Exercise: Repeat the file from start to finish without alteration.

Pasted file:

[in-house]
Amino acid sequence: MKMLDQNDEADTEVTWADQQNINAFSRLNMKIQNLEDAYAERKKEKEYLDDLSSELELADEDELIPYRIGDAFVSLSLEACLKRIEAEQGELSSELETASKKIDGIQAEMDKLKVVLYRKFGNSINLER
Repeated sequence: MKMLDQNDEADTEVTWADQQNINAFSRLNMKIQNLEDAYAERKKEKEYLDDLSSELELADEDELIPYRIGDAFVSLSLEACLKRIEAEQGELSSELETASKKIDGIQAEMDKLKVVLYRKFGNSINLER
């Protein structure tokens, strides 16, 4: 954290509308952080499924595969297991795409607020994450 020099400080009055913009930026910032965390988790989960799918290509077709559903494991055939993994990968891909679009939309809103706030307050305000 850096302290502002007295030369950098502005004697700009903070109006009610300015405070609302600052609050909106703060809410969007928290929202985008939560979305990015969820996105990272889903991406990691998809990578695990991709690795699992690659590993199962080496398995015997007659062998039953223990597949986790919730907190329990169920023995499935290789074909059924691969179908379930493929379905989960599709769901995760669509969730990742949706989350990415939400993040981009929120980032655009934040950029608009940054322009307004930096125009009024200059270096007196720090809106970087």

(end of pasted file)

[in-house]
Amino acid sequence: MKMLDQNDEADTEVTWADQQNINAFSRLNMKIQNLEDAYAERKKEKEYLDDLSSELELADEDELIPYRIGDAFVSLSLEACLKRIEAEQGELSSELETASKKIDGIQAEMDKLKVVLYRKFGNSINLER
Repeated sequence: MKMLDQNDEADTEVTWADQQNINAFSRLNMKIQNLEDAYAERKKEKEYLDDLSSELELADEDELIPYRIGDAFVSLSLEACLKRIEAEQGELSSELETASKKIDGIQAEMDKLKVVLYRKFGNSINLER
């Protein structure tokens, strides 16, 4: 954290509308952080499924595969297991795409607020994450 020099400080009055913009930026910032965390988790989960799918290509077709559903494991055939993994990968891909679009939309809103706030307050305000 850096302290502002007295030369950098502005004697700009903070109006009610300015405070609302600052609050909106703060809410969007928290929202985008939560979305990015969820996105990272889903991406990691998809990578695990991709690795699992690659590993199962080496398995015997007659062998039953223990597949986790919730907190329990169920023995499935290789074909059924691969179908379930493929379905989960599709769901995760669509969730990742949706989350990415939400993040981009929120980032655009934040950029608009940054322009307004930096125009009024200059270096007196720090809106970087």